Johnny Cay, a small Colombian island in the Caribbean, faces significant conservation challenges. Although the park is a protected area, currently no license system or code of conduct exists for the tour operators who bring tourists to Johnny Cay from nearby San Andres. This lack of a tourism management plan has led to negative environmental consequences on the island, which in turn jeopardizes the long-term sustainability of businesses operating in Johnny Cay Regional Park.
Solimar has recently completed a Sustainable Tourism Strategic Plan for the park. The plan supports conservation and business development in Johnny Cay Regional Park by identifying conservation threats, creating a plan to mitigate those threats, and implementing sustainable tourism best practices.
Principal conservation threats include environmental degradation, mainly pollution, both on the island and within the surrounding waters. The island is also losing its cultural identity and turning into a daytime party spot, leading to an abundance of alcohol consumption and diminishing authentic cultural interaction. Operations must become more conservation-focused if tourism businesses hope to use Johnny Cay Regional Park as part of their long-term business strategy.
The Sustainable Tourism Strategic Plan addresses conservation threats by employing five specific strategies over the course of three years:
1. Creation of a Sustainable Tourism Department within Coralina (The Organization for the Sustainable Development of the San Andres, Providencia, and Santa Catalina Archipelago).
This department will ensure that businesses comply with specific operational standards while operating within the park. The department will also develop training programs, implement environmental education programs, and act as a link between Coralina and tourism associations on the island.
2. Develop a Sustainable Tourism Certification Program within Johnny Cay Regional Park
This program will serve as a tool for setting operating standards and increasing sustainability awareness among local stakeholders. The program will provide best practices and codes of conduct for businesses and use the implementation of these practices as a filter to determine who can operate within the park. Businesses will be encouraged to gradually implement best practices and will receive recognition upon successful implementation. Businesses will also receive training related to different strategies for improving their product offerings. Ideally, this will serve as a pilot program for the region with possible extensions on the nearby islands of San Andres, Santa Catalina, and Providencia in the future.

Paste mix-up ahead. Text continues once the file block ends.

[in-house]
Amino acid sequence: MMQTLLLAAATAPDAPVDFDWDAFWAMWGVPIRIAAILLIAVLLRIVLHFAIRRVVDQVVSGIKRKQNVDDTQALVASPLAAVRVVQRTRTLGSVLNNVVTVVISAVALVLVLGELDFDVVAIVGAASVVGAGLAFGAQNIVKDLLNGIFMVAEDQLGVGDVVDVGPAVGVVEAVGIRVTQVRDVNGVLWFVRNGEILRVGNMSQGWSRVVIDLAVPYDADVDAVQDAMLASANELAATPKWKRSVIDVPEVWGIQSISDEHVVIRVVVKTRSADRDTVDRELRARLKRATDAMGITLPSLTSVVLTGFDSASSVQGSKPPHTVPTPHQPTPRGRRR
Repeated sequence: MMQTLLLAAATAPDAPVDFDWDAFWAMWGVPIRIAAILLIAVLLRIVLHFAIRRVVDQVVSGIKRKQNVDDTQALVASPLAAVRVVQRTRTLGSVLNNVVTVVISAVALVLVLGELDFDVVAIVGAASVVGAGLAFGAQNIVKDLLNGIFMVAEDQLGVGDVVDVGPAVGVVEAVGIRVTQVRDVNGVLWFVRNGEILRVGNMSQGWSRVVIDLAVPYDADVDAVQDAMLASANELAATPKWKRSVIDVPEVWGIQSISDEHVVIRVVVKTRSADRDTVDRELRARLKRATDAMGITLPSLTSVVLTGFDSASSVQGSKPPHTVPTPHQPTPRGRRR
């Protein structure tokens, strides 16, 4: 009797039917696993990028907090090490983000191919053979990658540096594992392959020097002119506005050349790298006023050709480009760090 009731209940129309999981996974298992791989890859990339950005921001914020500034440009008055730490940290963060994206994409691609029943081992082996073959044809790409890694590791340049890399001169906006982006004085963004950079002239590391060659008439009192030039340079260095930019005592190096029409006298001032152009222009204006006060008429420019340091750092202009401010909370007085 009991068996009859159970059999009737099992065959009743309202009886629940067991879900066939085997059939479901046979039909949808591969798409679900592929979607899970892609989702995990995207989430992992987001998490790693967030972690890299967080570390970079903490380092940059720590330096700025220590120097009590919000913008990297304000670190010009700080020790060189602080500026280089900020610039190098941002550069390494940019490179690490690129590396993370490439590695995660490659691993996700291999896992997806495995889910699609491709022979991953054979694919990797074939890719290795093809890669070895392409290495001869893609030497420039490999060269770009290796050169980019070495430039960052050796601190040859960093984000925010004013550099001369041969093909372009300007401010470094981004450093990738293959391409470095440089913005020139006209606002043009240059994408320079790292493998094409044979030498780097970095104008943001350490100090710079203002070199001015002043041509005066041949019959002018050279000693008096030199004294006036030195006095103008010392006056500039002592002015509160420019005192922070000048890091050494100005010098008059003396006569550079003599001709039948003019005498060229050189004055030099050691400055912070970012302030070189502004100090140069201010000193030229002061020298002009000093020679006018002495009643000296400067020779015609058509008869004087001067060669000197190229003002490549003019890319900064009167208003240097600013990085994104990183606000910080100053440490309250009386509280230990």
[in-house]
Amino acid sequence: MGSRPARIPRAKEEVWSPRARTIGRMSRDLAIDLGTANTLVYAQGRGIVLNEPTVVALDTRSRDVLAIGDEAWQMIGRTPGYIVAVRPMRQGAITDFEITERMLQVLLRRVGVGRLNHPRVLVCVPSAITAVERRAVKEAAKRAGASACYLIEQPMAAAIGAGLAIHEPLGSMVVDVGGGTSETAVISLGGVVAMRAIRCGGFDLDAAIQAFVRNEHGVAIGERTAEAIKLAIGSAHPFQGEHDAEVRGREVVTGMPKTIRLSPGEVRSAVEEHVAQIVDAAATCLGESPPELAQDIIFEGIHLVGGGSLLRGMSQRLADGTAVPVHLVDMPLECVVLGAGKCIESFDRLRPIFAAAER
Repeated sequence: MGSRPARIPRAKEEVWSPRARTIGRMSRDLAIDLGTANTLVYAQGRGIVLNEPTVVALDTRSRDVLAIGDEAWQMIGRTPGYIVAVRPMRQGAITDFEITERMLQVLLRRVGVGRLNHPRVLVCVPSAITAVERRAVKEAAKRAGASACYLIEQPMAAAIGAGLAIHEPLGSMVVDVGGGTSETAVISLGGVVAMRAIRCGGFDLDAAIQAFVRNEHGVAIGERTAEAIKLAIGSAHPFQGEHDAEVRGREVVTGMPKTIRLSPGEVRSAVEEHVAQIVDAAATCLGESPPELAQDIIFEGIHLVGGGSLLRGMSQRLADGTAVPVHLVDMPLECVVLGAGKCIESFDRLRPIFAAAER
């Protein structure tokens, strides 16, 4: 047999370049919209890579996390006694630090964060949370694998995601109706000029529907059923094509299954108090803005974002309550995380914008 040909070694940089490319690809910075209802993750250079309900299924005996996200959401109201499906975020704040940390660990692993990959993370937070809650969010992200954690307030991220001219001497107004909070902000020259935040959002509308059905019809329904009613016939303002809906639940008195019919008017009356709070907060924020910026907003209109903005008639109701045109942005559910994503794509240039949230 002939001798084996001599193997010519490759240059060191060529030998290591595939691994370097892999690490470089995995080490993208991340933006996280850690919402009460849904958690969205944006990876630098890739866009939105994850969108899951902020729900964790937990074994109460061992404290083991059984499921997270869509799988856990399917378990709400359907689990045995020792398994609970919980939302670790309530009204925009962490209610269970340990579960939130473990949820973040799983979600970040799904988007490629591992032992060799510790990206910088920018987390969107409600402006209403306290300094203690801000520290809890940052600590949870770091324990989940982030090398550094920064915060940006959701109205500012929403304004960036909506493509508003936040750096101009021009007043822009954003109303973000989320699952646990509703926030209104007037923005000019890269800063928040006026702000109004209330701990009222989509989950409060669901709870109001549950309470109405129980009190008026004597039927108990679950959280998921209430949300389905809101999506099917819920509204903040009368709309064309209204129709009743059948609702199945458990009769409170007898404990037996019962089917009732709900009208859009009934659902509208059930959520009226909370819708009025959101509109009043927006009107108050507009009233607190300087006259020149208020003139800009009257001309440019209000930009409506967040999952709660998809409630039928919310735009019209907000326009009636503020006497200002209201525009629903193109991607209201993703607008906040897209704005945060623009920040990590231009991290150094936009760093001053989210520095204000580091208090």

3. Provide a Business Support Program for tourism businesses operating within the park
A relatively low standard of technical business knowledge emerged through the project's initial assessment process. This negatively impacted total revenues and product quality while poor marketing limited the ability for businesses to attract new clients. A business support program, run through Coralina, has been proposed to provide training in business planning, marketing, and monitoring and evaluation. A competition has also been proposed through which locals will develop their own business plans and compete for initial funding based on plan quality. Solimar launched a similar business plan and fundraising program with success on neighboring islands.
4. Develop a Communication Strategy to increase cooperation between tourism businesses and Coralina
Improving communication among local residents, tourists, businesses, Coralina, travel agents, and national tourism entities will be vital to the success of the sustainable tourism strategic plan. This communication strategy hopes to strengthen conservation efforts by ensuring that residents and visitors understand that Johnny Cay is a nationally-recognized regional park. The goal is to invoke a sense of pride within locals and operators to foster a culture of conservation. Additionally, the communication strategy aims to facilitate a smoother communication process between businesses and other entities while keeping businesses up-to-date on the implementation of the overall sustainable tourism strategic plan.
5. Develop a system for tourism businesses to pay a concession fee for operating within the park
The plan calls for this implementation to occur in year 3, after the above strategies have had time to take hold. Each business applying for a concession will have their tax calculated based on their financial projections. A maximum tariff will be established and businesses will have to comply with certain standards in order to apply. Very clear communication and successful implementation strategies 1-4 will be vital to establishing the concession system.
Johnny Cay faces serious conservation issues that threaten the long-term viability of its corresponding tourism economy. However, with the proper strategy and training, these negative consequences can be reversed.